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The agency also has boosted advertising and improved its website, offering virtual tours of parks so people can see before they go. “We’re now on Facebook and Twitter,’’ Arndt said.
Ethnicity aside, all families are busy with organized sports and other activities, Arndt said. “We’re finding the barriers to outdoor recreation are pretty similar across ethnic lines,’’ she said. “We know when people get out and have that experience camping or fishing, they love it and want to do more of it. We’re trying to make it easier for them.’’
Which means changes.
“We have a wonderful park system, but we need to look at what the next generation is telling us they want, and adapt,’’ Arndt said.
A 2012 survey of park users showed 50 percent of campers would like Internet access at parks. Six parks or recreation areas now have Wi-Fi: Red River, Lake Bronson, Itasca, Lake Bemidji, St. Croix and William O’Brien. And more likely will be added. And 60 percent of park visitors would like cellphone coverage at campgrounds and near visitor centers.
More hiking, no hunting
That same survey sheds light on what park users do, and what they want or don’t want in the future.
Their top pick: adding more hiking opportunities. They’d also like more self-guided learning opportunities, more programs for children, more accommodations for disabled people.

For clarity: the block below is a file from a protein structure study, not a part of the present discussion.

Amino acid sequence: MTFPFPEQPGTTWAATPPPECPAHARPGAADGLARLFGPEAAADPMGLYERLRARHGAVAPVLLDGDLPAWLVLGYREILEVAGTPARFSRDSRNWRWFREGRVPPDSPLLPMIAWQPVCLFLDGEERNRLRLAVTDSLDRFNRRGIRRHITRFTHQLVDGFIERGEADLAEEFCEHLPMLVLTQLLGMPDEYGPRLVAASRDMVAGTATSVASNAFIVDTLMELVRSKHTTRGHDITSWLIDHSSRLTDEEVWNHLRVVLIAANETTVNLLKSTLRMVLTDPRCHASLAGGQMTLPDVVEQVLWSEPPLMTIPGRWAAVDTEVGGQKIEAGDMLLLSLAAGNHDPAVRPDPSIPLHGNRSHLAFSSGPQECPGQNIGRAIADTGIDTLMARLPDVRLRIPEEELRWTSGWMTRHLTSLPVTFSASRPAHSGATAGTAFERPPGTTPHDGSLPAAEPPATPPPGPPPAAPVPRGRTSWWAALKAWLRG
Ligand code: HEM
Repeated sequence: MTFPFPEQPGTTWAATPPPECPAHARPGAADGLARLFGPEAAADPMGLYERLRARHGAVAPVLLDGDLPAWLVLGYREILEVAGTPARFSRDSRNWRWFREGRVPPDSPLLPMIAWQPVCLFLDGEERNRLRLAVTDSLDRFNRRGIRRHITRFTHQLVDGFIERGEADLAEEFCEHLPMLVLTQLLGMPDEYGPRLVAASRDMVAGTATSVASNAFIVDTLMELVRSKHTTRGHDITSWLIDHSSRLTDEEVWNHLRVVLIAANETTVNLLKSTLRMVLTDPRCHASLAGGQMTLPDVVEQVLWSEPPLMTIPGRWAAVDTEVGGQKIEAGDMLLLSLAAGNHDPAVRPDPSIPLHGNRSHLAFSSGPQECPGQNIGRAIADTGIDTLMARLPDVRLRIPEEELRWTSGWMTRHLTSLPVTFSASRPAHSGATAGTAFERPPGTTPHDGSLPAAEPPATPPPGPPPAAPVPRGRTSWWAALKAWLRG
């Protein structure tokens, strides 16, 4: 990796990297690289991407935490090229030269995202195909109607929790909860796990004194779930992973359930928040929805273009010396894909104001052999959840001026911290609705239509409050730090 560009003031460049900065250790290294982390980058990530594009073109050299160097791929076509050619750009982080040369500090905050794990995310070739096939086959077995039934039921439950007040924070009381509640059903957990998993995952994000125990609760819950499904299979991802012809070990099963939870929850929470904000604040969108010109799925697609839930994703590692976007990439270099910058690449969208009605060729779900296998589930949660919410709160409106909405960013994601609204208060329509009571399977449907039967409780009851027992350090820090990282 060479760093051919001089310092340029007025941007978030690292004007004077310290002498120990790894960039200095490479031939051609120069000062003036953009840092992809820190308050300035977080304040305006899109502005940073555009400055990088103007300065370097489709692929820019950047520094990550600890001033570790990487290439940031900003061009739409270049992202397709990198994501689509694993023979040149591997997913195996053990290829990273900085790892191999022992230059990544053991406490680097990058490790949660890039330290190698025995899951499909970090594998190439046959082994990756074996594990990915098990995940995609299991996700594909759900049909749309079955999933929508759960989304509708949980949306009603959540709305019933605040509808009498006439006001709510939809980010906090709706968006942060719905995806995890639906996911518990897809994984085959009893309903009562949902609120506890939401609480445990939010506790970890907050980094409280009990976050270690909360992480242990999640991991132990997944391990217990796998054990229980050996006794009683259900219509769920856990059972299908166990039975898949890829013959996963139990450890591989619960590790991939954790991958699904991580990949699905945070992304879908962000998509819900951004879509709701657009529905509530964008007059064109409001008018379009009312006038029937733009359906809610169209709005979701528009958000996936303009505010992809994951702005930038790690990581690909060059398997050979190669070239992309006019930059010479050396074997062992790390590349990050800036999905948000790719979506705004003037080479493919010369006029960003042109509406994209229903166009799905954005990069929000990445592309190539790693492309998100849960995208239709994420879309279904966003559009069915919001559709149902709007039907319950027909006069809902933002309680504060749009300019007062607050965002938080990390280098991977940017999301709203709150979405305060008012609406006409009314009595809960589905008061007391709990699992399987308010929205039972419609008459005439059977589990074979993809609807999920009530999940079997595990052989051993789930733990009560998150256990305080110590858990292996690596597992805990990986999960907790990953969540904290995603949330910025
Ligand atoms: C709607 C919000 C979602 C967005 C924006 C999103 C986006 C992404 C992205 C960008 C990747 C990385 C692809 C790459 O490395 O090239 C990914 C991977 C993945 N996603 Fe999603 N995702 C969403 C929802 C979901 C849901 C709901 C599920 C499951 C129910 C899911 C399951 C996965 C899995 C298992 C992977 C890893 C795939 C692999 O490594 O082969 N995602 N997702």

Visitors don’t favor expanding development in parks, and they’d like more of those popular rustic camper cabins that have sprouted in recent years. About 85 have been built, including five that just opened at Forestville/Mystery Cave State Park.
Some things park users definitely don’t want: more hunting in state parks, and ATVs. Forty percent oppose more hunting, while just 9 percent support the idea. And 60 percent oppose more ATVs in state parks; 12 percent support the idea.
“The next generation wants more secluded campsites,’’ Arndt said. So the latest camper cabins were built away from parking lots.
What do people do at state parks?
The most popular activity (69 percent) is hiking and walking; 33 percent observe or photograph nature; 22 percent picnic; 21 percent bird watch; 19 percent swim; 14 percent fish, bike or camp.
And of those campers this weekend, about 44 percent likely slept in a tent, 34 percent in an RV and 13 percent in a pop-up trailer.
The trend: More people are camping in fancier RVs, fewer in pop-up trailers or tents.
One thing is clear: When people go to a state park, they have a good time.
“Satisfaction is at an all-time high,’’ Arndt said.
And she’s hoping more Minnesotans discover the good times.